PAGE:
By Ken Tucker
October 14, 1994 at 04:00 AM EDT

Lakota Woman: Siege at Wounded Knee

Part of Turner Broadcasting’s ”Native Americans” series, Lakota Woman: Siege at Wounded Knee (TNT, Oct. 16, 8-10 p.m.) tells the real-life story of Mary Crow Dog, who in the ’70s was an important member of the Native American civil rights group AIM (American Indian Movement). The movie was produced by Jane Fonda’s film company and is based on Crow Dog’s 1990 autobiography. Mary, played by the quietly beautiful Irene Bedard, is separated from her family and sent to a Catholic ”mission school.” ”They tried to turn us from Lakota to white,” she says in the film’s solemn voice-over narration. As a teenager, Mary is politicized by radical Native American contemporaries. Lakota Woman climaxes with the 1973 takeover of Wounded Knee, S.D., in which more than 2,000 Native Americans protested against ancient and contemporary discrimination. Directed by Frank Pierson (Citizen Cohn), Lakota Woman is filmed in a stylized, dreamlike manner, as if a myth were being recounted rather than facts. It is a familiar story told in a fresh, vivid way. B+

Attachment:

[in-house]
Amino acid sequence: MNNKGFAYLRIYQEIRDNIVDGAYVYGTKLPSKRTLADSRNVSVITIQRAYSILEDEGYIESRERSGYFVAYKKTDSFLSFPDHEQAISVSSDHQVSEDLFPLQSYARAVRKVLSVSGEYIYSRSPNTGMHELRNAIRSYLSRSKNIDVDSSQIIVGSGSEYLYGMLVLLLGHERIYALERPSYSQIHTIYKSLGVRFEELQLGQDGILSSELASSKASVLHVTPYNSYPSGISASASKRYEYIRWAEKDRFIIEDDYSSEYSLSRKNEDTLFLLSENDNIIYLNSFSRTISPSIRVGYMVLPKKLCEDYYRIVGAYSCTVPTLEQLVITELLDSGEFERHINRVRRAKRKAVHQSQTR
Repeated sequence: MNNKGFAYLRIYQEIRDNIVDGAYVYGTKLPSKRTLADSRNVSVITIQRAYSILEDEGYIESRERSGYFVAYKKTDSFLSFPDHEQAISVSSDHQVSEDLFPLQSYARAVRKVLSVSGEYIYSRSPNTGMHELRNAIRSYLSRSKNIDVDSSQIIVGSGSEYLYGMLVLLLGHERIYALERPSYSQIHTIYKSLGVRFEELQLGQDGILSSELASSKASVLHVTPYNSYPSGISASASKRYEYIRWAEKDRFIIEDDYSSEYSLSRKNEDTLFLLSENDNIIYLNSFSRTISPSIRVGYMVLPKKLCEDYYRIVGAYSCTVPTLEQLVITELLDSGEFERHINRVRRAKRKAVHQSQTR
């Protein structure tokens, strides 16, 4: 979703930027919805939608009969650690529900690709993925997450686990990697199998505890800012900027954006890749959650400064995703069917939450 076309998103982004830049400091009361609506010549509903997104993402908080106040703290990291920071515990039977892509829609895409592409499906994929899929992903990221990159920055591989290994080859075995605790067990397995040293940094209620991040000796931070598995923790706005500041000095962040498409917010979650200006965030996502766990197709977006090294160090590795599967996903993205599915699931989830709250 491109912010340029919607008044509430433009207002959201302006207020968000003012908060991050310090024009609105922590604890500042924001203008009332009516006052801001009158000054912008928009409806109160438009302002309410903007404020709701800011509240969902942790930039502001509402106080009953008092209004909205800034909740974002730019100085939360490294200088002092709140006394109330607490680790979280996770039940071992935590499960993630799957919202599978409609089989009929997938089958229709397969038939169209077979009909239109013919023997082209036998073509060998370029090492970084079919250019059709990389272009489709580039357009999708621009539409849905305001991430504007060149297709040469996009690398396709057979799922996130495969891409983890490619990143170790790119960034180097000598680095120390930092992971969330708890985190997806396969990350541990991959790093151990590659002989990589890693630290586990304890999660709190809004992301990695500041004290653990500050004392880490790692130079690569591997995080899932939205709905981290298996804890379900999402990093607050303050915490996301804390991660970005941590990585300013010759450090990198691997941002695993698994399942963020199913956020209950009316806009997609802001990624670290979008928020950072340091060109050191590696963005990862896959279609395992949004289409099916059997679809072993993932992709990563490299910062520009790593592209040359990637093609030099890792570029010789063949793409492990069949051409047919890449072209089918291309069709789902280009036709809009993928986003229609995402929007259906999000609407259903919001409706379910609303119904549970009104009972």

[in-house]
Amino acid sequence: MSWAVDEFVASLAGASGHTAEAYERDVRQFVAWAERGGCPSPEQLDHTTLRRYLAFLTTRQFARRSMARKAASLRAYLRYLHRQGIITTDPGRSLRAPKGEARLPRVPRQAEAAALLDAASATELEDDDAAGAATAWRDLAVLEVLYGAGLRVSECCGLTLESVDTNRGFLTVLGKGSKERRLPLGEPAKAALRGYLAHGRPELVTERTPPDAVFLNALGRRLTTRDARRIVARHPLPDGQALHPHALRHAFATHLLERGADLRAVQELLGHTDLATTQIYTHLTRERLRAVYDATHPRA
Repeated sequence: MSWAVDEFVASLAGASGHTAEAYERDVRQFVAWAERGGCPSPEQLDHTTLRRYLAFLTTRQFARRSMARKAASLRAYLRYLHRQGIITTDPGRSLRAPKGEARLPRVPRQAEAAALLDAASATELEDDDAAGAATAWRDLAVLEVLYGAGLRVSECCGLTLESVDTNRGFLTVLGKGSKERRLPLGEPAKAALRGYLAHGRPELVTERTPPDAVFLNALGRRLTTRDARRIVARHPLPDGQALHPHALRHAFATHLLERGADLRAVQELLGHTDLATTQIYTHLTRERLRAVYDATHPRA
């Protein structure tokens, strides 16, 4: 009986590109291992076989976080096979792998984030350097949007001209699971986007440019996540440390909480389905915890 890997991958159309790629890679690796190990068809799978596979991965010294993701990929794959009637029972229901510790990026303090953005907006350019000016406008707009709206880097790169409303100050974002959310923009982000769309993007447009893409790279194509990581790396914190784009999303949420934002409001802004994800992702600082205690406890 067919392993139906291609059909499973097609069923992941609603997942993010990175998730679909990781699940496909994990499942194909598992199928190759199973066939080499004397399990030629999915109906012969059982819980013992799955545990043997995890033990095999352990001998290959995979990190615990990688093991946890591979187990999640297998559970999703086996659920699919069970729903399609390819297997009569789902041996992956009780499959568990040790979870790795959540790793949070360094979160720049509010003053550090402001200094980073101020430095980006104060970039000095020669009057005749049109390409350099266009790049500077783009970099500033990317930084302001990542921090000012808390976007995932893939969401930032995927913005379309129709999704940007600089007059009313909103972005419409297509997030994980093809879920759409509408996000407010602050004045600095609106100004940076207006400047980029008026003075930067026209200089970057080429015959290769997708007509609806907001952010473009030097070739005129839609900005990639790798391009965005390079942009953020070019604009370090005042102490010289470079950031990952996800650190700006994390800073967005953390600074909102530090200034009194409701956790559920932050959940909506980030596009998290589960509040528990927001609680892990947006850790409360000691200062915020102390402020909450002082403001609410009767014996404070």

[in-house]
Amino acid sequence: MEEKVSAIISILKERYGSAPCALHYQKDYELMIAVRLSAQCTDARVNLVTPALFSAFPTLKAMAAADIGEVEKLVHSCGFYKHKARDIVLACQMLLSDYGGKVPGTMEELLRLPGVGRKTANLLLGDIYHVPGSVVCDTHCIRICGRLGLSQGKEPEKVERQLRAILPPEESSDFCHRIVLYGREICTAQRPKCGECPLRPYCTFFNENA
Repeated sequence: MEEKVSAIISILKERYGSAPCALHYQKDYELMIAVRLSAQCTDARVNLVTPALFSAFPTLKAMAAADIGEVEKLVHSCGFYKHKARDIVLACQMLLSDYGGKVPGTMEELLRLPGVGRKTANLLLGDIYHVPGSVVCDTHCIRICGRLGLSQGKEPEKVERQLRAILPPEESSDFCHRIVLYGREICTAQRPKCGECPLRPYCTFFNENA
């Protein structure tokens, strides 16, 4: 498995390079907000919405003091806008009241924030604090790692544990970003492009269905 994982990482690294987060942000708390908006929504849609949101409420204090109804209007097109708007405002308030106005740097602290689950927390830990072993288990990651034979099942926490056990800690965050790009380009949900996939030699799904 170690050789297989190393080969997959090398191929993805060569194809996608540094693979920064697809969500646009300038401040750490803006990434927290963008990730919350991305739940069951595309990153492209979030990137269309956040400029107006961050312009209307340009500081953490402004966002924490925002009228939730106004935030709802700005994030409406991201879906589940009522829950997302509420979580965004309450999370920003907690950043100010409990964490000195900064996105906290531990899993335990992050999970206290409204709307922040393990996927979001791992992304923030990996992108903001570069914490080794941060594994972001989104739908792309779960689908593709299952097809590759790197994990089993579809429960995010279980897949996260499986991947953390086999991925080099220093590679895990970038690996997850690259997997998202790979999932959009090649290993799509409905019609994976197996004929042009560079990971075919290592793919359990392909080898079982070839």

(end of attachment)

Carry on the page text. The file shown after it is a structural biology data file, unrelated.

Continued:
Lakota Woman: Siege at Wounded Knee

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